Friday, March 30, 2007

Chadwick on Table Talk

I always find it funny when I read propaganda material on how of bad character this Luther guy happens to be. Similarly I find it interesting when I see those non-Lutherans who come quickly to his aid. Then there are Lutherans who are not bothered at all and could not care less what rude thing Luther said or what private devotional practice he exercised etc. etc. blah, blah and more blah. Most of the time, the contoversy is launched from what is alleged to have been said by Luther published in Table Talk. The supposed intent of this is to show ill character in the man with the hope that "his followers" might abandon their cause. This of course, underestimates the basis of why "his followers" appear to be "following him" ie his interpretation of certain Biblical passages. In reality though, these detractors are giving him lots of credit than he deserves, an effect of which they have not anticipated.

Here is what Owen Chadwick says about Table Talk in his book The Reformation, p.74-75
The characteristic memory of Luther is of a man presiding at his own table, with is his colleagues and friends around, arguing with him, or listening to his divinity, his politics and his humour, One of the friends shamefacedly took out a notebook and began to jot down Luther's remarks. The habit spread, and twelve different reporters made collections. Luther sometimes mocked nut neither resented nor forbade these deferential scribes. Twenty years after his death, one of them, Aurifaber, published a collection from a variety of collections . Thenceforth Luther's Table Talk became a classic of the Reformation. Rude and outspoken he might often be; 'Dear husband', said Catherine, 'you are too rude'. 'They teach me to be rude" replied Luther. He was so outspoken that his enemiesleaped to make capital out of the Table Talk. It is unreliable as a source for details of history, particularly when the events occured many years before the date of the reported conversation; and Aurifaber's text was not untouched by improvement or interpolation. But iit is a unique and authentic picture of a man and a divine; he who would understand Luther's person and mind cannot neglect it. It is impossible to apply any epithet to him less than the old classical epithet magnanimous, in its original sense of great-hearted.

I observe that Lutherans are not bothered at all by the assasination of character hurled at Luther, primarily because they are not bound by what Luther said, they are bound by what is in their confession, though some of it were written by him. For after all - Luther himself was both iustus et pecator, just like any other Christian, hence he is treated like any other Church Father, capable of error, respected but no idol.

1And I, when I came to you, brothers,[a] did not come proclaiming to you the testimony[b] of God with lofty speech or wisdom. 2For I decided to know nothing among you except Jesus Christ and him crucified. 3And I was with you in weakness and in fear and much trembling, 4and my speech and my message were not in plausible words of wisdom, but in demonstration of the Spirit and of power, 5that your faith might not rest in the wisdom of men but in the power of God. - 1 Cor 2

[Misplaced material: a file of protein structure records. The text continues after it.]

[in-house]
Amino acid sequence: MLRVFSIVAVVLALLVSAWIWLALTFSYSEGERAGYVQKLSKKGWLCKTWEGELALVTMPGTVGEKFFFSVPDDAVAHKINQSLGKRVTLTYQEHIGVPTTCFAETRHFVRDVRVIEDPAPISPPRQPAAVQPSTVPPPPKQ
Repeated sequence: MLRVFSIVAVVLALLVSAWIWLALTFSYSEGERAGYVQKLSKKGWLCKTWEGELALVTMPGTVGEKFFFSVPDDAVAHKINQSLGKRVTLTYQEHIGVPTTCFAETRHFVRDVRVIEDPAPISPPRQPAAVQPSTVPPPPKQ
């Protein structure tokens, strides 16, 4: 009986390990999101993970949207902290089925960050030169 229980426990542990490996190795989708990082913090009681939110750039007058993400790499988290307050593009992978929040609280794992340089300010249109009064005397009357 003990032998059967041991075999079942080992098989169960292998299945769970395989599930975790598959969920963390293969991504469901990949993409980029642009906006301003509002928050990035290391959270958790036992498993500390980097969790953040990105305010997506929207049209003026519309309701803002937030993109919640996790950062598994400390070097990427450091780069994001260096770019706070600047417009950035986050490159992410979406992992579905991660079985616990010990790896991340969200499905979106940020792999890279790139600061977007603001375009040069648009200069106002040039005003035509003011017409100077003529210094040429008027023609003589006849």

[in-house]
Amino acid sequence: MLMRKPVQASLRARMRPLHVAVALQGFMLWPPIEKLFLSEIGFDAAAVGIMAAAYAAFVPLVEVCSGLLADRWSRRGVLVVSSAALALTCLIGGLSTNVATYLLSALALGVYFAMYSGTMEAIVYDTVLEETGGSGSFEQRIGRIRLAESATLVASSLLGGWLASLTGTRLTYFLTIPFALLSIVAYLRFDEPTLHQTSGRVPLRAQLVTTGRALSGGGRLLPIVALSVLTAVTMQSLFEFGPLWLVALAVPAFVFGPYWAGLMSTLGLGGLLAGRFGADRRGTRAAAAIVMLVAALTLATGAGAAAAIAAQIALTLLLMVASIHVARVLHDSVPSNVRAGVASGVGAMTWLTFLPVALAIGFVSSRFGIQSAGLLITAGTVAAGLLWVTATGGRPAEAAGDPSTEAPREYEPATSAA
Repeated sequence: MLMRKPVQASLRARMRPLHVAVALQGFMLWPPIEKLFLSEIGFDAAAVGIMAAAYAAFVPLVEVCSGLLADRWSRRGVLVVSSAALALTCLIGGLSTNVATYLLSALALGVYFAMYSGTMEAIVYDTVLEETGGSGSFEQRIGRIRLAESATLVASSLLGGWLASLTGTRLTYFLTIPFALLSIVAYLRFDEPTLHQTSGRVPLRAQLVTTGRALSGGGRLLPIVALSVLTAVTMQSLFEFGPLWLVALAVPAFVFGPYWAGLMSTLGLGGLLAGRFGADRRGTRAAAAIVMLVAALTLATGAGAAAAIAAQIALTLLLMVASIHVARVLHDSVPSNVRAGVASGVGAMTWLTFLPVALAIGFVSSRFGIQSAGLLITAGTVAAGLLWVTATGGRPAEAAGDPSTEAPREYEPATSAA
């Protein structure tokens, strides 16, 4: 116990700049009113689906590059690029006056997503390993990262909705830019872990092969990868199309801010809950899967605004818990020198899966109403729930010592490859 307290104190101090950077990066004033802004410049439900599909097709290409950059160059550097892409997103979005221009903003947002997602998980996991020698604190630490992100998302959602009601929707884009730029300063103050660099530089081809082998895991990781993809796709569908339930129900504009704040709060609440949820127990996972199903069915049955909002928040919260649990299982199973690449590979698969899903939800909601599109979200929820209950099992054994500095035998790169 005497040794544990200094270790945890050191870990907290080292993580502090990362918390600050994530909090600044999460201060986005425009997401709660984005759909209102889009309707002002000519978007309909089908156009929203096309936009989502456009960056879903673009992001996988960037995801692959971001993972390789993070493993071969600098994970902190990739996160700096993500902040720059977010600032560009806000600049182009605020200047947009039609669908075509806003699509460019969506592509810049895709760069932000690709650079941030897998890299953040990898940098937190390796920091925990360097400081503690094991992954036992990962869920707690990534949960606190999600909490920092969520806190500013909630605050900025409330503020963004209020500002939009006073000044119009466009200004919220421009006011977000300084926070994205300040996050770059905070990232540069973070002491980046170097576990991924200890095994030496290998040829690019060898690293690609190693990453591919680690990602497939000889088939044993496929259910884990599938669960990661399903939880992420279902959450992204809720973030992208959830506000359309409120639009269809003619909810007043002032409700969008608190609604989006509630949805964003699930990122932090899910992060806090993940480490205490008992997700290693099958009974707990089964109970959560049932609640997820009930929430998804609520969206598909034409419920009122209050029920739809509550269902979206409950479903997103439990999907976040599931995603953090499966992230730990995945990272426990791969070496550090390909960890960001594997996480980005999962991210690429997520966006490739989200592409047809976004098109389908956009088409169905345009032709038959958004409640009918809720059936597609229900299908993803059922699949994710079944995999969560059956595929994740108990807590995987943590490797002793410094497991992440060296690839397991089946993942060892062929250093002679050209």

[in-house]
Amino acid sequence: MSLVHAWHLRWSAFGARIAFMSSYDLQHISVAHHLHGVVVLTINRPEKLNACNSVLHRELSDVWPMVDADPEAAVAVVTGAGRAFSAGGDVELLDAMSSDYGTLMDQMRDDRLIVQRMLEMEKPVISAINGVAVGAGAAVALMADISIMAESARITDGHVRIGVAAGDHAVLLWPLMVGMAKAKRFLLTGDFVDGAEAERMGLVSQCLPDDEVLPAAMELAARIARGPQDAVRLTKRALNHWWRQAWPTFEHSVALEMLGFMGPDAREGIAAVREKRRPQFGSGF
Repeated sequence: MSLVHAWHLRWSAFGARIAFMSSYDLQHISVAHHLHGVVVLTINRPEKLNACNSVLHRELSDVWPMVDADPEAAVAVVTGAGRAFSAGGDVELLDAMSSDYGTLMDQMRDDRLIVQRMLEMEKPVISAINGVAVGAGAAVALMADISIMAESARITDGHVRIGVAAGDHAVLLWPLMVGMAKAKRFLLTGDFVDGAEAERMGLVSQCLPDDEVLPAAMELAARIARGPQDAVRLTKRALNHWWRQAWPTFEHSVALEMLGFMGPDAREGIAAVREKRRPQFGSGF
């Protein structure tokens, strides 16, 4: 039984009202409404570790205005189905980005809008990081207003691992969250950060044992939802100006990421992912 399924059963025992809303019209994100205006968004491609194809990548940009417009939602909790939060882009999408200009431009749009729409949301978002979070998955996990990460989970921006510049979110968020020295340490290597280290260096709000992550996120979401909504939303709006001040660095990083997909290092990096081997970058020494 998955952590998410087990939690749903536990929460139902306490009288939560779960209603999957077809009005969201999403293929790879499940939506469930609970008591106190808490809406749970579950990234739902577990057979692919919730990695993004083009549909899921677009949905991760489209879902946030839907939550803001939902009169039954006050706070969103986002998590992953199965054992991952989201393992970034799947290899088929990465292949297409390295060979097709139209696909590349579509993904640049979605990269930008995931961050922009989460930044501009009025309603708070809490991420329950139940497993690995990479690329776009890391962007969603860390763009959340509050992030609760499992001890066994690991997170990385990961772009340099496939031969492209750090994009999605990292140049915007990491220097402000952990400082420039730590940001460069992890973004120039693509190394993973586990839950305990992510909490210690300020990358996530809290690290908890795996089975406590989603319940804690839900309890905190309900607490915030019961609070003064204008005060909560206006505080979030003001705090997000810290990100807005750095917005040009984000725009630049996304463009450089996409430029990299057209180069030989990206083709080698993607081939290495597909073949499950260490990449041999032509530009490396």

Tuesday, March 27, 2007

Secret JBFA teaching of the Apostles

Chris Rosebrough a Biblical Text archaeologist has uncovered what is said to be a fragment of the Apostles' teaching on JBFA. Listen to his report here.

To me the logic of JBFA is very simple by taking key Scriptural declarations - if one confines what Jesus paid for to the ceremonial Law, then that means to say that there are sins that Jesus did not pay for, and to believe that is to deny the testimony of Scripture that says "Behold the Lamb of God who takes away the sins of the world" - John 1:29.

To confine the Law to ceremonial or dietary laws is to commit a fatal blunder for in Romans 3:28
28For we hold that one is justified by faith apart from works of the law.

The law here is singular it stands for the Torah collectively, the whole that encompasses moral, civil, ceremonial and dietary Laws.

Jesus says in Matthew 5:17
"Do not think that I have come to abolish the Law or the Prophets; I have not come to abolish them but to fulfill them".

Not for himself, but for those who do not and are not capable of fulfilling them. Sinners me.

A Product of Luther's Libido?

I found this article at The Ark here amusing. It discusses the theory that Protestantism is a product of Luther's Libido. That is ,Luther wanted to be released from the sexual tensions within him so he devised a plan for freedom to marry - the Reformation. It is a really interesting theory and it was propagated by his detractors at that time. However, there are I suspect still those who really believe this theory. So we are a product of his sex drive eh?

The article featured an interview with a Professor of Gender Studies in University of Wisconsin, Prof Merry Wiesner-Hanks. It is an interesting and discussion specially on the way Luther appreciated and praised his wife so much. Wiesner-Hanks believes that Luther had a healthy and robust view of the sexual dimension of life, and for Luther the libido started at the fall.